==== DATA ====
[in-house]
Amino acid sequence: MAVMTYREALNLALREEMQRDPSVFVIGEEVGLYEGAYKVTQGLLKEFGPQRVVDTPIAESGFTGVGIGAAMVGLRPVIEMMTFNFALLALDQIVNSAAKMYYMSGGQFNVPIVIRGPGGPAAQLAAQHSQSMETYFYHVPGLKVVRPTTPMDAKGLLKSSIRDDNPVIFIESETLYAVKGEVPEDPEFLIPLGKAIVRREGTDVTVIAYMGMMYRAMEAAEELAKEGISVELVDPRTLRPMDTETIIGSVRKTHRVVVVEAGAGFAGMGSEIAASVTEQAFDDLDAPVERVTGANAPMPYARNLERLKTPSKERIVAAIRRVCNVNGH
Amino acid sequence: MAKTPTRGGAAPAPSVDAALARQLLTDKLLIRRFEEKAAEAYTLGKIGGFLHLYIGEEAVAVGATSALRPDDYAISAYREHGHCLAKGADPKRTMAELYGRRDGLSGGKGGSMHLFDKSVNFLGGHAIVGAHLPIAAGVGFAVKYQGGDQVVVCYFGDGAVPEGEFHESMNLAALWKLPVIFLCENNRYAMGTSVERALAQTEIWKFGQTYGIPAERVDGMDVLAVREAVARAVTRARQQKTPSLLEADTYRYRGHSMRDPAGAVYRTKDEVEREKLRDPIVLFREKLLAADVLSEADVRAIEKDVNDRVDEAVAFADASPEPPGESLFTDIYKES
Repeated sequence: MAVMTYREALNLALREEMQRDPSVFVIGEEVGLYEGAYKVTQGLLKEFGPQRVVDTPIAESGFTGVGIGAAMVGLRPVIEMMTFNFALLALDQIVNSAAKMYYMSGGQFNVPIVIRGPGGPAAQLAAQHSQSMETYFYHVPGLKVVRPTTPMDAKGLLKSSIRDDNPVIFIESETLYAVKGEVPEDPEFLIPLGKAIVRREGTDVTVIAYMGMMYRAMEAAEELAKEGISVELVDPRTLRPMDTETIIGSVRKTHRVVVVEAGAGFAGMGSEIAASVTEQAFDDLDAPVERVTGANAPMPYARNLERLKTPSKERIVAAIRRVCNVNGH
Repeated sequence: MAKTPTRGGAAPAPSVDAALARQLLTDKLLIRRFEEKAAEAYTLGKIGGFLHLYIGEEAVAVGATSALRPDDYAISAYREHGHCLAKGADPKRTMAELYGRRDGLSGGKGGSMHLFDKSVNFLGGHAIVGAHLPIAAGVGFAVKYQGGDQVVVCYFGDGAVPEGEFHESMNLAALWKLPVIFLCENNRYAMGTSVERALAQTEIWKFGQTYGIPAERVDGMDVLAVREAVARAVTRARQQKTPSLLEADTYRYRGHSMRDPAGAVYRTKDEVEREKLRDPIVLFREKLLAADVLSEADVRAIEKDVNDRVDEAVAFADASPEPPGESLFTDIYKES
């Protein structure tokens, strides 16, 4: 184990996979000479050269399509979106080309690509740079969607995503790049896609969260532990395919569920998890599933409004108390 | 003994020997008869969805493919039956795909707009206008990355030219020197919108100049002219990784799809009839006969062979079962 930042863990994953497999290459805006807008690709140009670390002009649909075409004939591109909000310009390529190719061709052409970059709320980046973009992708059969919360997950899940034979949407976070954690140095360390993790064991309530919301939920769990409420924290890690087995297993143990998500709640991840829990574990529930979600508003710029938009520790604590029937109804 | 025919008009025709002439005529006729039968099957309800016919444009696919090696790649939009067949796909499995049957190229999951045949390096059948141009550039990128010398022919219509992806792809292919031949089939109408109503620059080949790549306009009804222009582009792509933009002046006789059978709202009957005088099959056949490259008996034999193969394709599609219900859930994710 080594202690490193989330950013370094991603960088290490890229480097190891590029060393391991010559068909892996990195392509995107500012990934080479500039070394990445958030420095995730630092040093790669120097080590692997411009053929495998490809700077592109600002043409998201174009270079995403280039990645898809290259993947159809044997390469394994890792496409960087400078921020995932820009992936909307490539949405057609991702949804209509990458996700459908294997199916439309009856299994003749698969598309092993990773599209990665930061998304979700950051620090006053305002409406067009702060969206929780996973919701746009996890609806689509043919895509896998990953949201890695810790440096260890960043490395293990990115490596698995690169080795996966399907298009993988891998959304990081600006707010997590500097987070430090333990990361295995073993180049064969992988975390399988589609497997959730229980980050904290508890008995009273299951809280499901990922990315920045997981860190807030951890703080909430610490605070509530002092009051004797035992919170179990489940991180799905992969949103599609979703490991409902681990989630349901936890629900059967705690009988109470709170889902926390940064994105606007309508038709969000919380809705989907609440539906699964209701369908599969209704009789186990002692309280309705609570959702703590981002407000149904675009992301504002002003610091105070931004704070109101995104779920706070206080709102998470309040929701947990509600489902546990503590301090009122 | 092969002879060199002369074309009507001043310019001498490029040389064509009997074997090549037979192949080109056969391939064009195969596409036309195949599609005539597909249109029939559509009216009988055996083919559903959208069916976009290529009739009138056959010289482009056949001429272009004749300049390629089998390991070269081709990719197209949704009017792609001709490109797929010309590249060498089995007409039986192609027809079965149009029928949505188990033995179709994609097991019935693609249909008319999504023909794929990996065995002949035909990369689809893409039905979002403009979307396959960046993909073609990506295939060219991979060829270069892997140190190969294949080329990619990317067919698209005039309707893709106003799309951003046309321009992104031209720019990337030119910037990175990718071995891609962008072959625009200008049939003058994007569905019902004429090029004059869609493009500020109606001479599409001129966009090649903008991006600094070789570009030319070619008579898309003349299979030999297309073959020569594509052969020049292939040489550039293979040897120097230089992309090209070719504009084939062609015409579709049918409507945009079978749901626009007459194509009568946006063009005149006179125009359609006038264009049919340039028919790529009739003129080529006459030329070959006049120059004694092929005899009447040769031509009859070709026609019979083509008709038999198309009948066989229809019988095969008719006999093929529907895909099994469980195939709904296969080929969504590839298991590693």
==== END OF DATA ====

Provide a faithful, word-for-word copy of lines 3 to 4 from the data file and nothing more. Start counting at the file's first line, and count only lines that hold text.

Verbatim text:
Amino acid sequence: MAKTPTRGGAAPAPSVDAALARQLLTDKLLIRRFEEKAAEAYTLGKIGGFLHLYIGEEAVAVGATSALRPDDYAISAYREHGHCLAKGADPKRTMAELYGRRDGLSGGKGGSMHLFDKSVNFLGGHAIVGAHLPIAAGVGFAVKYQGGDQVVVCYFGDGAVPEGEFHESMNLAALWKLPVIFLCENNRYAMGTSVERALAQTEIWKFGQTYGIPAERVDGMDVLAVREAVARAVTRARQQKTPSLLEADTYRYRGHSMRDPAGAVYRTKDEVEREKLRDPIVLFREKLLAADVLSEADVRAIEKDVNDRVDEAVAFADASPEPPGESLFTDIYKES
Repeated sequence: MAVMTYREALNLALREEMQRDPSVFVIGEEVGLYEGAYKVTQGLLKEFGPQRVVDTPIAESGFTGVGIGAAMVGLRPVIEMMTFNFALLALDQIVNSAAKMYYMSGGQFNVPIVIRGPGGPAAQLAAQHSQSMETYFYHVPGLKVVRPTTPMDAKGLLKSSIRDDNPVIFIESETLYAVKGEVPEDPEFLIPLGKAIVRREGTDVTVIAYMGMMYRAMEAAEELAKEGISVELVDPRTLRPMDTETIIGSVRKTHRVVVVEAGAGFAGMGSEIAASVTEQAFDDLDAPVERVTGANAPMPYARNLERLKTPSKERIVAAIRRVCNVNGH